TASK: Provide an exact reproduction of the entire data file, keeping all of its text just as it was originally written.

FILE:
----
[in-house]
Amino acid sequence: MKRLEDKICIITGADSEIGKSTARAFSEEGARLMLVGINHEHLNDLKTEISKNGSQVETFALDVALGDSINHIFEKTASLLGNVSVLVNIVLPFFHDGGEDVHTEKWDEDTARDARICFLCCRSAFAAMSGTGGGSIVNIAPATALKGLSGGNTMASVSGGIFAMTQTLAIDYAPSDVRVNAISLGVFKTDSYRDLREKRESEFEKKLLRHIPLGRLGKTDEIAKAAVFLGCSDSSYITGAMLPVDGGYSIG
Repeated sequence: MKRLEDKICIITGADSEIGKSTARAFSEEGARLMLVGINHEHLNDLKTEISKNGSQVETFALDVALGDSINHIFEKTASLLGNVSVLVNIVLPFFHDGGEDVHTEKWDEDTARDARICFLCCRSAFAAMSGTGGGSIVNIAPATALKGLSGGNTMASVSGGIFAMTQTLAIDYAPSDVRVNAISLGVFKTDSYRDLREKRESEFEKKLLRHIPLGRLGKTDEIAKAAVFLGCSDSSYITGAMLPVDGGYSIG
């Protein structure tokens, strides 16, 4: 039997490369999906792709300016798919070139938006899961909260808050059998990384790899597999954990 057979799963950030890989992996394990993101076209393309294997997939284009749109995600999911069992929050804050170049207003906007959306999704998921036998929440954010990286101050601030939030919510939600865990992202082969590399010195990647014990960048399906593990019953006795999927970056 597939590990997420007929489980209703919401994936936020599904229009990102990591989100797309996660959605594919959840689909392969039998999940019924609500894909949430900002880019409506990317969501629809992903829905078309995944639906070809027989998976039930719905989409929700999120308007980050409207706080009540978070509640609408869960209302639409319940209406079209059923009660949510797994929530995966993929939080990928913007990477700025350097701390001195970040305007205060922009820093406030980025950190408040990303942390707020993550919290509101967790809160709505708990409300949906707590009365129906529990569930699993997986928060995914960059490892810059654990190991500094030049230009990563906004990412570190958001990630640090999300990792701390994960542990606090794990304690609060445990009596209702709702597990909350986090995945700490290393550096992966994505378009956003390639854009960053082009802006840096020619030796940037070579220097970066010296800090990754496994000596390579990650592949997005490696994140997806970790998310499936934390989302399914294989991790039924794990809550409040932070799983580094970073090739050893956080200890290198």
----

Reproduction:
[in-house]
Amino acid sequence: MKRLEDKICIITGADSEIGKSTARAFSEEGARLMLVGINHEHLNDLKTEISKNGSQVETFALDVALGDSINHIFEKTASLLGNVSVLVNIVLPFFHDGGEDVHTEKWDEDTARDARICFLCCRSAFAAMSGTGGGSIVNIAPATALKGLSGGNTMASVSGGIFAMTQTLAIDYAPSDVRVNAISLGVFKTDSYRDLREKRESEFEKKLLRHIPLGRLGKTDEIAKAAVFLGCSDSSYITGAMLPVDGGYSIG
Repeated sequence: MKRLEDKICIITGADSEIGKSTARAFSEEGARLMLVGINHEHLNDLKTEISKNGSQVETFALDVALGDSINHIFEKTASLLGNVSVLVNIVLPFFHDGGEDVHTEKWDEDTARDARICFLCCRSAFAAMSGTGGGSIVNIAPATALKGLSGGNTMASVSGGIFAMTQTLAIDYAPSDVRVNAISLGVFKTDSYRDLREKRESEFEKKLLRHIPLGRLGKTDEIAKAAVFLGCSDSSYITGAMLPVDGGYSIG
């Protein structure tokens, strides 16, 4: 039997490369999906792709300016798919070139938006899961909260808050059998990384790899597999954990 057979799963950030890989992996394990993101076209393309294997997939284009749109995600999911069992929050804050170049207003906007959306999704998921036998929440954010990286101050601030939030919510939600865990992202082969590399010195990647014990960048399906593990019953006795999927970056 597939590990997420007929489980209703919401994936936020599904229009990102990591989100797309996660959605594919959840689909392969039998999940019924609500894909949430900002880019409506990317969501629809992903829905078309995944639906070809027989998976039930719905989409929700999120308007980050409207706080009540978070509640609408869960209302639409319940209406079209059923009660949510797994929530995966993929939080990928913007990477700025350097701390001195970040305007205060922009820093406030980025950190408040990303942390707020993550919290509101967790809160709505708990409300949906707590009365129906529990569930699993997986928060995914960059490892810059654990190991500094030049230009990563906004990412570190958001990630640090999300990792701390994960542990606090794990304690609060445990009596209702709702597990909350986090995945700490290393550096992966994505378009956003390639854009960053082009802006840096020619030796940037070579220097970066010296800090990754496994000596390579990650592949997005490696994140997806970790998310499936934390989302399914294989991790039924794990809550409040932070799983580094970073090739050893956080200890290198």